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Dogs With The Shortest Lifespan

Bernese Mountain Dog

Many people say that the only bad thing about dogs is that they don’t live as long as we do. This can be especially true with some breeds that are known for having shorter lifespans. In many cases, giant breeds have shorter lifespans than small dogs, though there are exceptions. Dog breed registries, pet insurers, and other researchers are good sources for this information. You can see the 10 breeds we identified as having the shortest lifespans below.

(If you’re curious, you can find figures for the UK in this article)

The lifespans given here are only breed averages. If you have one of these breeds it doesn’t mean that your dog will necessarily have a short life. A good diet, regular exercise, and proper veterinary care can do wonders to help your dog live a full, healthy life. In some cases a dog may have a shorter lifespan because of genetic health problems in the breed so it’s a good idea to talk to breeders before you get your dog. Make sure the breeder does all of the recommended health testing for the breed. Not every dog in a breed with have these health problems. Cancer is the number one killer of larger dogs but no one knows why bigger dogs are more prone to developing cancer than smaller dogs.

The average lifespan for dogs in general is 12.8 years in both the U.S. and Europe. Female dogs typically live a year or two longer than males. Again, these are only averages.

The Scottish Deerhound 10.5 years

The Deerhound is known as the Royal Dog of Scotland because of its ancient association with the Scottish aristocracy. At one time you had to be at least an earl to own one in Scotland. Their numbers have always been rather low and they remain relatively rare today. Deerhounds have a strong prey drive, as you would expect in a hound able to chase down large deer in Scotland. Puppies have lots of energy and it takes several years for these dogs to reach maturity. However, after they become fully grown, around 3 to 5 years of age, they slow down considerably and enjoy gracing your couch.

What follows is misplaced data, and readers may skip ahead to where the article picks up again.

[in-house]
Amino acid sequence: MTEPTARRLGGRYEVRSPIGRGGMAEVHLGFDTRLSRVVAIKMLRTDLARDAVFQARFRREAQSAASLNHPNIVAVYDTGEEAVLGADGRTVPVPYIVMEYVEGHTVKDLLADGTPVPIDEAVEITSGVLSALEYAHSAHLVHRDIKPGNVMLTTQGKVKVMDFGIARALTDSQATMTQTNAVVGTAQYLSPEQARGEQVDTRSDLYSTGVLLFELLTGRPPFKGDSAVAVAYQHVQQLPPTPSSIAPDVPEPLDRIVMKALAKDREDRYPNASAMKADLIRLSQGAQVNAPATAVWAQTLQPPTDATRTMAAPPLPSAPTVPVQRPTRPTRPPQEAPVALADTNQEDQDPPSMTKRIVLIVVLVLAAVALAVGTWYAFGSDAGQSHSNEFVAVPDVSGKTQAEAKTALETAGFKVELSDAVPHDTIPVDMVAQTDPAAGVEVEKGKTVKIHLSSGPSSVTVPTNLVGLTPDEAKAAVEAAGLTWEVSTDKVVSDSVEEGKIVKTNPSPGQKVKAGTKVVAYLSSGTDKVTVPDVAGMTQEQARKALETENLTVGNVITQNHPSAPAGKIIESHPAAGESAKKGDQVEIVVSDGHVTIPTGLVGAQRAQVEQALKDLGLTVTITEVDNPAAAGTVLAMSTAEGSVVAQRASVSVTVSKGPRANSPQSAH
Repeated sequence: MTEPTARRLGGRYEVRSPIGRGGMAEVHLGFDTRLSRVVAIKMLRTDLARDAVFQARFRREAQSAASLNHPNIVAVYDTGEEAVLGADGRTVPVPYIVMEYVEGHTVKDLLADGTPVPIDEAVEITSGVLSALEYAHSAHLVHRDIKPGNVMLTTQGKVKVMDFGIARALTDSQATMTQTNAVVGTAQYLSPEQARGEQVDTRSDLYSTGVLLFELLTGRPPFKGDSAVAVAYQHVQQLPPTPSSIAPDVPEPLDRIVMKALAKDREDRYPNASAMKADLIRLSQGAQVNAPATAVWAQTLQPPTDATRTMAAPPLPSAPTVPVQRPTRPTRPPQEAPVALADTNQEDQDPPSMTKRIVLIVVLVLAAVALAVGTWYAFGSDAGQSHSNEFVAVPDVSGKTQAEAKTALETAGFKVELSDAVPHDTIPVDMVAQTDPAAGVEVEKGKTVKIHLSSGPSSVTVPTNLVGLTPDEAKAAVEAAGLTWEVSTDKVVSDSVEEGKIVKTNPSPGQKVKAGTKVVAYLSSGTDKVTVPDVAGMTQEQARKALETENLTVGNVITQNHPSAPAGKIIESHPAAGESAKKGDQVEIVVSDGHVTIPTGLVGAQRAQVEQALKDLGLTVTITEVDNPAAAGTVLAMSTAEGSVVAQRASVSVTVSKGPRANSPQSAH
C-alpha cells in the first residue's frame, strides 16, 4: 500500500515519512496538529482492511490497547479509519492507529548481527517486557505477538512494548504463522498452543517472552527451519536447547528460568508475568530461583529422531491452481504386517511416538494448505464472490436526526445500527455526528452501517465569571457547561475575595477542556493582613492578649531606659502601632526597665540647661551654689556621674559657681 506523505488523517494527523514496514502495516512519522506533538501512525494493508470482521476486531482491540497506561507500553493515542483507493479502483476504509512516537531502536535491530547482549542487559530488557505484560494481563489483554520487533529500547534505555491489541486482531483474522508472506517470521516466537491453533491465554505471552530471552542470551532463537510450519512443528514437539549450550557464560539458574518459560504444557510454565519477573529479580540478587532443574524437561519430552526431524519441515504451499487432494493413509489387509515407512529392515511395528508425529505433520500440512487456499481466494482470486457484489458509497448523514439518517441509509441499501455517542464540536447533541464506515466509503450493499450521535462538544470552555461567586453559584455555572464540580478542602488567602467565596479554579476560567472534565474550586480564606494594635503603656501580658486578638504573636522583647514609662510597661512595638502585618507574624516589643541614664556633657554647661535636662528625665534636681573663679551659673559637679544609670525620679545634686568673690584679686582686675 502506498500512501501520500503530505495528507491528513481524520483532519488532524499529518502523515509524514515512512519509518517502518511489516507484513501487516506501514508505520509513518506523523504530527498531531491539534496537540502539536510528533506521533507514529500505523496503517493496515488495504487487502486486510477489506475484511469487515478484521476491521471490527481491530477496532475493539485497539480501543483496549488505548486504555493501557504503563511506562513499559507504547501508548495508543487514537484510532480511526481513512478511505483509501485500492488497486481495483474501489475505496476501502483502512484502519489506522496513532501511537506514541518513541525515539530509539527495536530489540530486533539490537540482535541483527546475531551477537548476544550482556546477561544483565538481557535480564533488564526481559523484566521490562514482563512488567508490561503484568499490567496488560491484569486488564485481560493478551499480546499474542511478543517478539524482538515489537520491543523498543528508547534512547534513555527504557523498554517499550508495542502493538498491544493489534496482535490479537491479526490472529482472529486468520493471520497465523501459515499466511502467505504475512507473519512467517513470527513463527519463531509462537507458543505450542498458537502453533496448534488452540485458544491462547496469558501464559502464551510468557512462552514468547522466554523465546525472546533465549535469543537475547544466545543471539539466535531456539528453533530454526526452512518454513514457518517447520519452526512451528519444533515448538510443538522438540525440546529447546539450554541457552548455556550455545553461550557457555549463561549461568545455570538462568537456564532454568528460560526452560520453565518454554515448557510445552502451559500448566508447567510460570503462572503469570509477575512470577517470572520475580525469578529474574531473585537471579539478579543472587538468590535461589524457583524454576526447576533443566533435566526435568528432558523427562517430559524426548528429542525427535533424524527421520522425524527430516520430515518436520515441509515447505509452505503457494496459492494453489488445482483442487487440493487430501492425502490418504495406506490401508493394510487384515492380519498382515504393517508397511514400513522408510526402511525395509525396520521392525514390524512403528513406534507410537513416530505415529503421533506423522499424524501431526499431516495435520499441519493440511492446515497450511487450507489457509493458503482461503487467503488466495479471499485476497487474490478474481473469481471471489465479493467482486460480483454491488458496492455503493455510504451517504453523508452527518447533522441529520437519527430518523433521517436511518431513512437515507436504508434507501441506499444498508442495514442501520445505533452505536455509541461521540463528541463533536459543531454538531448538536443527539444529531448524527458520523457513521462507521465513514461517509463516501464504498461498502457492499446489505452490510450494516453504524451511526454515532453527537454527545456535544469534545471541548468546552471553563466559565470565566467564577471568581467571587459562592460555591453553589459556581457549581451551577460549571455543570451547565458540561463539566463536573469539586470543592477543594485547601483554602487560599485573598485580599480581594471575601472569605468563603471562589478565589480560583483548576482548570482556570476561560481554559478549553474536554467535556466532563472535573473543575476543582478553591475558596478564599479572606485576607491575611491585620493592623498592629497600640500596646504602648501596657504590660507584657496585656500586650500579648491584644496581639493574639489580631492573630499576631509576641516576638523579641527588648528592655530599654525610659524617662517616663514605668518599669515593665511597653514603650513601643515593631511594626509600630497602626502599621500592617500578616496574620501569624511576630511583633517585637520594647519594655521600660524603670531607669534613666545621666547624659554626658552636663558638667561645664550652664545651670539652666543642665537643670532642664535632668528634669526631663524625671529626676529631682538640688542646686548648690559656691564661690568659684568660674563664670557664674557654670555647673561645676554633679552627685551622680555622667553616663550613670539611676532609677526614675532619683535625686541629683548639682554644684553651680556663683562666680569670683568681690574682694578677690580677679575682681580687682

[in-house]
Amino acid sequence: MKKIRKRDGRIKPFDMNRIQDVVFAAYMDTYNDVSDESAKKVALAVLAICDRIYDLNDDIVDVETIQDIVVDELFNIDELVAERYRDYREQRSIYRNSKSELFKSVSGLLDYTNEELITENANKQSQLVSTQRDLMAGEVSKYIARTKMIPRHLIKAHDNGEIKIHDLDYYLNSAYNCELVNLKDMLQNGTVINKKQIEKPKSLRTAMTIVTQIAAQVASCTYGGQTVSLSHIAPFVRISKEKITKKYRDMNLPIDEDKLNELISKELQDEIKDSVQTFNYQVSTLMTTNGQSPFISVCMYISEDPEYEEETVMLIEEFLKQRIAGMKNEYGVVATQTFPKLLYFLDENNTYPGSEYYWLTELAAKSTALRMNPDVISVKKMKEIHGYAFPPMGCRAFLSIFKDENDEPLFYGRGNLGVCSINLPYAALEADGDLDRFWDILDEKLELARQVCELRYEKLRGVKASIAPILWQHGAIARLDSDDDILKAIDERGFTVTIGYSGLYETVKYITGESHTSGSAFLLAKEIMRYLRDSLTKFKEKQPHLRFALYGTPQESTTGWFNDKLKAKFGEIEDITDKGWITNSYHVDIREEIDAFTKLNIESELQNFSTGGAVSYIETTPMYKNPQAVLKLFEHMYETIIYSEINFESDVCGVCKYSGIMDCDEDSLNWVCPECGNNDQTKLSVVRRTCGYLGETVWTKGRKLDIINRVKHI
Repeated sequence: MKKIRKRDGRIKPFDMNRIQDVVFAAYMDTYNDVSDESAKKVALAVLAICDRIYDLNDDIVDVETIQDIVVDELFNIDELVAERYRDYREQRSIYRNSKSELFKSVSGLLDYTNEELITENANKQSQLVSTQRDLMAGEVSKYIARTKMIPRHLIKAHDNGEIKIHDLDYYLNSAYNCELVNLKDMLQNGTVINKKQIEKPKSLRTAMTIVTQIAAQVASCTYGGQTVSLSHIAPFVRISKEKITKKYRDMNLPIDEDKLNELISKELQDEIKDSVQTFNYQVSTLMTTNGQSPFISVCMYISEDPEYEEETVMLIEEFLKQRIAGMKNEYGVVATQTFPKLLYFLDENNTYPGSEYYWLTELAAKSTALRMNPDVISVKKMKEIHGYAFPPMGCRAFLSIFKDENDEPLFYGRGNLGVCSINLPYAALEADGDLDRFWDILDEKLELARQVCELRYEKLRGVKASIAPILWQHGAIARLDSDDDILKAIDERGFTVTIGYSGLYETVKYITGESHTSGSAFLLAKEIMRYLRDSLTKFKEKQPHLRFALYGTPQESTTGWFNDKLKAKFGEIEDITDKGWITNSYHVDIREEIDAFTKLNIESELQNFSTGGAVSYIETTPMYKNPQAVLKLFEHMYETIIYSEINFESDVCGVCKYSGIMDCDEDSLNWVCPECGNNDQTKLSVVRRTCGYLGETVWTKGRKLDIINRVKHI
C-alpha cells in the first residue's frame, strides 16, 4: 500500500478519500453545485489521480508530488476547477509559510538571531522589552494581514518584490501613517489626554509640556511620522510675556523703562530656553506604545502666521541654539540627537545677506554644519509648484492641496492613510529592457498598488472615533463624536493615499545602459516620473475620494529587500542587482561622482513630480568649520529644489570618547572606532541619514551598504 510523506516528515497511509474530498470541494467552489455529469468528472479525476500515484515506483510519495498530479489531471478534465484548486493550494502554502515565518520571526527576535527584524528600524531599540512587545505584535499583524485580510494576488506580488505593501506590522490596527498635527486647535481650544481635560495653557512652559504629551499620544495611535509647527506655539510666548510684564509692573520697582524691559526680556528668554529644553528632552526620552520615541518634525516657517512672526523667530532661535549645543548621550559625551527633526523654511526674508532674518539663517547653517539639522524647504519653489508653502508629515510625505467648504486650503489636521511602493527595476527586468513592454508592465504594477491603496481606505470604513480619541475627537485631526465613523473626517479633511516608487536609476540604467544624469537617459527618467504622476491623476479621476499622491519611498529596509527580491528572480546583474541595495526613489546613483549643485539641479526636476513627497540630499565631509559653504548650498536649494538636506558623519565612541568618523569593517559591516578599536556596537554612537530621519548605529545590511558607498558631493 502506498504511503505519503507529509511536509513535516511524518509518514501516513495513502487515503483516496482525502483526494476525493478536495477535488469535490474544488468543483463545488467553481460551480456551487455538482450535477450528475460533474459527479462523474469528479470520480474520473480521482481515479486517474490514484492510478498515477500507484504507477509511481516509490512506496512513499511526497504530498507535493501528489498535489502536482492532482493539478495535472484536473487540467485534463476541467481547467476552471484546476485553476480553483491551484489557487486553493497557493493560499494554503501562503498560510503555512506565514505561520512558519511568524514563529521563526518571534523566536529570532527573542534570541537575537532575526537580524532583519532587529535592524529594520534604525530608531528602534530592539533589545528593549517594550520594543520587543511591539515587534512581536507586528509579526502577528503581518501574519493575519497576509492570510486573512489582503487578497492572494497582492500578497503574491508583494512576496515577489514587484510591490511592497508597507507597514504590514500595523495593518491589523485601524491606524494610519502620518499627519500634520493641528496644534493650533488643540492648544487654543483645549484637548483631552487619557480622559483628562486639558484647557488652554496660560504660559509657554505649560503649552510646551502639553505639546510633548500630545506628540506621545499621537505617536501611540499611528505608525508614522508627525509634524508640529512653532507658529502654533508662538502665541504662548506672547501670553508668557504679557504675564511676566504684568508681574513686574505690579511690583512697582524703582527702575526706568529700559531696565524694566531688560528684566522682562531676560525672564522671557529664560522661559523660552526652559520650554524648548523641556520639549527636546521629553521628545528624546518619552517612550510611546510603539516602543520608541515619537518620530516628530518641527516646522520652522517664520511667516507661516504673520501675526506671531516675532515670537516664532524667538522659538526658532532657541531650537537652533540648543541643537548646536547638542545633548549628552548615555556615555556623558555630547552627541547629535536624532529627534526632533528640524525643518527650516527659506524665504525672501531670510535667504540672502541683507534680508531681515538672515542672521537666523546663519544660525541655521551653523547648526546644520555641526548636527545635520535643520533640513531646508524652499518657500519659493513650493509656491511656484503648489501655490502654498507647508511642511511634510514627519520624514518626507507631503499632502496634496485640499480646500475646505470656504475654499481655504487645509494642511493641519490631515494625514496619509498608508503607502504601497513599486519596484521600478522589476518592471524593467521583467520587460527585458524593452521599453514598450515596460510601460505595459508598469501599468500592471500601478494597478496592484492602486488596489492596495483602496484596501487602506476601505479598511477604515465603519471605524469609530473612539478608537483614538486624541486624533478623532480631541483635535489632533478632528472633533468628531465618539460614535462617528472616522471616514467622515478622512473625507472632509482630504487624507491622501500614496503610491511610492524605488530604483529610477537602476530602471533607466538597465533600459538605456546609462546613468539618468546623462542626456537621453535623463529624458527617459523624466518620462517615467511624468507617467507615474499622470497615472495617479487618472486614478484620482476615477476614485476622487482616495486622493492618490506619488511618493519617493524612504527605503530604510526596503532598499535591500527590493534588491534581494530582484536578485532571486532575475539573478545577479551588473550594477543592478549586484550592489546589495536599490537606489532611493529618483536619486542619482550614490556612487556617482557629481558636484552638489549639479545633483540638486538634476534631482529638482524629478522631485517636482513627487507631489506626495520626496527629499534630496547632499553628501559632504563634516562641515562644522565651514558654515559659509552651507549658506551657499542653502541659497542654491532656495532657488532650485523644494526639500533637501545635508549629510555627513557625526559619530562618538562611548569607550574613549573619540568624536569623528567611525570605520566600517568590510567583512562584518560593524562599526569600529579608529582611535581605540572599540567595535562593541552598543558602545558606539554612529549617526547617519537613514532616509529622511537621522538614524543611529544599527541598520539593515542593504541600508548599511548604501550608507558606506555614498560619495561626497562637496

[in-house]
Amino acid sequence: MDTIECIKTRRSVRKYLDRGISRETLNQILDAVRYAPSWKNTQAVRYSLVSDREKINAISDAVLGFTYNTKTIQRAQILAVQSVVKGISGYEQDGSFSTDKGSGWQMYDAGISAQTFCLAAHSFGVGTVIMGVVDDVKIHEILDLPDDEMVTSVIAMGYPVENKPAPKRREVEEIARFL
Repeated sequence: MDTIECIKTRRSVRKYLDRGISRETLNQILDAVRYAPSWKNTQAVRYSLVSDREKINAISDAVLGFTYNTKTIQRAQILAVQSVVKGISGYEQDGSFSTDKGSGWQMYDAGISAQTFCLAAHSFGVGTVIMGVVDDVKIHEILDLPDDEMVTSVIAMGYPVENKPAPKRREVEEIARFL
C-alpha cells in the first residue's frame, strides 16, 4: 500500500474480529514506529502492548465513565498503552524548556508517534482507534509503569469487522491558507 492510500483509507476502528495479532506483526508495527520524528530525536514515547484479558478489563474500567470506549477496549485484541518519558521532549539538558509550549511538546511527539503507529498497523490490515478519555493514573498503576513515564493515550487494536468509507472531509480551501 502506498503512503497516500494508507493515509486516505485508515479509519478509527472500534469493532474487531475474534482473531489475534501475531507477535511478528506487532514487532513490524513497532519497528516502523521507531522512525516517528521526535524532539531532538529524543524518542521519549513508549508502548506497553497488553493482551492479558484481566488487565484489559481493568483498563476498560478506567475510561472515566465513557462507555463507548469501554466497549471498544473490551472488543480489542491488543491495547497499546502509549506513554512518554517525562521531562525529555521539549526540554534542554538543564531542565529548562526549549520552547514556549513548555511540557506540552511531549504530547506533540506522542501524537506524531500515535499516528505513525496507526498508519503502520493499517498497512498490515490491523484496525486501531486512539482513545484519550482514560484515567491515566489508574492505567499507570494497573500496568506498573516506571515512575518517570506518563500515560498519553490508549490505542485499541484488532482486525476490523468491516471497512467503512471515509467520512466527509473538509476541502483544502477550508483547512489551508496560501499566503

Rottweiler 9.5 years

The Rottweiler is one of the most popular and well-known breeds today but they are large dogs and they can be subject to some health problems such as bloat. At least one pet insurance company reports that Rotties are the most expensive dog to own based on their health issues. The American Rottweiler Club and others are working on research https://www.purinaproclub.com/resource-library/pro-club-updates/oldest-old-rottweilers-continue-to-advance-research-on-healthy-longevity/ to identify long-lived Rottweilers to try to help the breed live longer.

Saint Bernard 9.5 years

Saint Bernards are another very large breed. Developed in Switzerland by monks, Saint Bernards can weigh up to 180 pounds, or more. They have a well-earned reputation for rescuing humans who became lost in the Alps. Gentle giants, Saint Bernards are known for being calm, patient, and sweet dogs despite their large size. Like some other giant breeds, such as the Newfoundland, they are sometimes recommended as a good dog for children with autism.

Newfoundland 9 years